The Oliver Roberts Fire 

1860

 On the afternoon of August 7, 1860,  a serious fire totally destroyed many wooden buildings, and badly damaged or greatly endangered numerous others, in the Washington Square area.  It was the town of Haverhill’s most destructive fire since April 16, 1775.

 The fire started shortly after three o'clock in a barn owned by Oliver H. Roberts and his brother Stephen, in the rear of their homes on the corner of Washington and Essex streets.  The barn contained, among other things, more than ten tons of hay recently stored there.  The blaze was so intense that in minutes the barn was fully involved.  The fire,  fanned by high winds,  spread quickly in a westerly direction completely destroying another barn owned by Stephen Roberts and badly damaging Oliver Roberts' house on Washington street and Stephen Roberts' house on Essex street.  Firemen found it necessary to completely flood Stephen Roberts' house in order to extinguish the flames, causing extensive water damage.   

 The fire then spread to a small shop, then north to a one-and-a-half story house, both in the rear of Essex street and belonging to the Farnham Plummer estate.  It then spread to a large duplex house belonging to Mrs. S. Hale and J. J. Marsh, esq.All three buildings were totally destroyed. A house belonging to Charlotte Pettingell and William Goss,  on the easterly side of Essex street, was in imminent danger and was only saved because citizens passed water to the roof of the house by means of a ladder.   

The "Torrent" hand engine No.2,  usually housed at the Essex street fire station,  would have had the fastest response time due to the stations proximity to the fire area; unfortunately, the "Torrent was unable to respond because it was at the Hunneman & Company in Boston, being repaired and overhauled due to damage it had sustained in a Bradford fire four months earlier.  Those companies that did respond were the "G .W. Lee" handtub No.4 company, housed at the Court street fire station; the Zouave hook-and-ladder company, out of the Fleet street fire station; the "Tiger" double-deck handtub No.1 company, housed at the Water street fire station; and the "Franklin" handtub company, out of the Bradford station   

Haverhills first engine house was constructed on Water street in the summer of 1769 to house, the newly acquired  hand-tub, the Philadelphia.”  The new engine house was a small structure, just large enough to hold the hand-tub. It  remained in service until a more up-to-date station was built in 1842.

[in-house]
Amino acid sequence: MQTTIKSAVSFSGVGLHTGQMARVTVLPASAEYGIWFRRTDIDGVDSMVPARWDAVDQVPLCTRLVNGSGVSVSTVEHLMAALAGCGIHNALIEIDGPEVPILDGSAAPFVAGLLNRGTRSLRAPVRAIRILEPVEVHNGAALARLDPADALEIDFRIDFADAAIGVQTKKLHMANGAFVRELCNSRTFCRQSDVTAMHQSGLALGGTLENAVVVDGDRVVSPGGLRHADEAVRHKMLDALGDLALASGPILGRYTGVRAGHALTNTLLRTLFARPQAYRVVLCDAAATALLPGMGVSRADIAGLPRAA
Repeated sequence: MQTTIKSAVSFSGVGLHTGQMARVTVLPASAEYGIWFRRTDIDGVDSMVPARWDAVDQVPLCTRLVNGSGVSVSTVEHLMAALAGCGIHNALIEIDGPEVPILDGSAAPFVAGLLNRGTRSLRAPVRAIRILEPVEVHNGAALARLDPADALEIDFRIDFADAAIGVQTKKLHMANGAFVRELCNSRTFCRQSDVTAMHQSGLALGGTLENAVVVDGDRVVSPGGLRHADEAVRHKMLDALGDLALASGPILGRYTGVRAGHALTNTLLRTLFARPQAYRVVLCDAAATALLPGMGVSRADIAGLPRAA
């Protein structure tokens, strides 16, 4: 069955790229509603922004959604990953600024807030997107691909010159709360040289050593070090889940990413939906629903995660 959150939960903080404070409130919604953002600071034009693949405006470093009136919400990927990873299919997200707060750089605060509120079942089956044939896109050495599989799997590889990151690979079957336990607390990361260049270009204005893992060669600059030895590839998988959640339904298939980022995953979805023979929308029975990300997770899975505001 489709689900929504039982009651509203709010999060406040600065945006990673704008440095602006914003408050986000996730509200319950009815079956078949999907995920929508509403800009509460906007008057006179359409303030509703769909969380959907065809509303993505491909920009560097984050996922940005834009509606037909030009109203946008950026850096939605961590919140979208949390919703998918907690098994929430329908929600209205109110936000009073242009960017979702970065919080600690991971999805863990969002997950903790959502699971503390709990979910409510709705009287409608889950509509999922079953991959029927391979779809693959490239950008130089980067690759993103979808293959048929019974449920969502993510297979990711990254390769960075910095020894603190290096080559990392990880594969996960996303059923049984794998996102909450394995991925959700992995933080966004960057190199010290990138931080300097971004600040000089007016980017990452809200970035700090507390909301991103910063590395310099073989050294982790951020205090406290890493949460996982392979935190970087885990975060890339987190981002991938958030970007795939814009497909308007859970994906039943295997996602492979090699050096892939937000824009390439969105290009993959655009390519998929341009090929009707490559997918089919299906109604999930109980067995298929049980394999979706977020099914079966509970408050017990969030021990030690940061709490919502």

In 1842, Mr. Paul Fletcher purchased the old engine house and moved it to a location, close by on Water street, opposite Mill street. Mr. Fletcher used it as a shoe shop in the days when shoes were hand-pegged. The engine house remained on this spot until the flood of 1936 when the Merrimack River overflowed and moved it some distance from its second  site.  Due to its historical value the Haverhill Historical Society acquired and razed the structure with the intention of rebuilding it on the Societys property. However, before the lumber of the razed structure could be removed, it was carried away in the flood of 1938.

The Haverhill's Remedies to Fire Fighting Problems 

1875


In 1875, Haverhill had only sixteen hydrants in the entire city. The hydrants were often ineffective since they  provided little or no water pressure. Since the rebuilding of Washington street and the construction of new wooden blocks and sheds in the rear of the stores on Merrimack street, it was often impossible to set Haverhills steam fire engines at the river. 


What follows are some remedies that Haverhill, and its fire department, used to combat the aforementioned problems: 

(1) Fire patrols  were  instituted in the shoe district to keep fire loss in that area to an absolute minimum.

(2) As many as  thirteen reservoirs were constructed in various strategic locations in Haverhill’s city proper. Four additional reservoirs were constructed in Bradford, three in Ayers Village, and two in  Rocks Village.

(3) Existing reservoirs were made larger to increase their volume of water in needed areas.

(4) Arrangements were made with private parties owning the land that adjoined the river to provide accommoda­tions for setting Haverhill’s steam fire engines.

(5) Grading at  Little river and Essex street fire station landings allowed engines to be set at low water. 

(6) Additional gates  and  larger water mains  were adopted to control and increase water pressure and Patent hydrants were installed at suitable locations.

(7) The board of engineers  adopted a list of suggested locations to set engines taking more effective advan­tage of the water resources in the city.

(8) The introduction of the chemical engine to Haverhill’s complement of firefighting apparatus resulted in faster response time,  decreased water damage, and afforded increased protection to citizens living far from water supplies. Chemical engines also required less men to operate them.  For these reasons a decision was made to supplement and finally replace hand engines with chemical engines at both  Ayers Village and  Rocks Village.